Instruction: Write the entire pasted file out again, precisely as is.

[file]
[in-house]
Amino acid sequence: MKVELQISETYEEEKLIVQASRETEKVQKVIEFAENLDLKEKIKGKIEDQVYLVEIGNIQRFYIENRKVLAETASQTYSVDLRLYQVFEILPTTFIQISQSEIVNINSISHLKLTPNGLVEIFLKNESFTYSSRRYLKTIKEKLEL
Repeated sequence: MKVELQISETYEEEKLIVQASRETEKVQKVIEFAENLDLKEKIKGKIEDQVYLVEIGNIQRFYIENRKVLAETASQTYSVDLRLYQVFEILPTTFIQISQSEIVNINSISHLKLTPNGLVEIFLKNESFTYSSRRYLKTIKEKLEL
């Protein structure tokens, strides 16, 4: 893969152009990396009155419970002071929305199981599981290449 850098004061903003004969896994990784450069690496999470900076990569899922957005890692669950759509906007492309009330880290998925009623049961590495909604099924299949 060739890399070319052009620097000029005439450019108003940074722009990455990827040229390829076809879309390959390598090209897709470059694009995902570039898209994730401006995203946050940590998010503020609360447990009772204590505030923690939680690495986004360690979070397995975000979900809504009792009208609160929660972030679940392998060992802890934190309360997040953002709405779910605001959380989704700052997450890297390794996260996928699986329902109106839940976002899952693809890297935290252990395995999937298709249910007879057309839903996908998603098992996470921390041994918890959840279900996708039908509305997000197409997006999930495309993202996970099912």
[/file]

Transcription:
[in-house]
Amino acid sequence: MKVELQISETYEEEKLIVQASRETEKVQKVIEFAENLDLKEKIKGKIEDQVYLVEIGNIQRFYIENRKVLAETASQTYSVDLRLYQVFEILPTTFIQISQSEIVNINSISHLKLTPNGLVEIFLKNESFTYSSRRYLKTIKEKLEL
Repeated sequence: MKVELQISETYEEEKLIVQASRETEKVQKVIEFAENLDLKEKIKGKIEDQVYLVEIGNIQRFYIENRKVLAETASQTYSVDLRLYQVFEILPTTFIQISQSEIVNINSISHLKLTPNGLVEIFLKNESFTYSSRRYLKTIKEKLEL
């Protein structure tokens, strides 16, 4: 893969152009990396009155419970002071929305199981599981290449 850098004061903003004969896994990784450069690496999470900076990569899922957005890692669950759509906007492309009330880290998925009623049961590495909604099924299949 060739890399070319052009620097000029005439450019108003940074722009990455990827040229390829076809879309390959390598090209897709470059694009995902570039898209994730401006995203946050940590998010503020609360447990009772204590505030923690939680690495986004360690979070397995975000979900809504009792009208609160929660972030679940392998060992802890934190309360997040953002709405779910605001959380989704700052997450890297390794996260996928699986329902109106839940976002899952693809890297935290252990395995999937298709249910007879057309839903996908998603098992996470921390041994918890959840279900996708039908509305997000197409997006999930495309993202996970099912």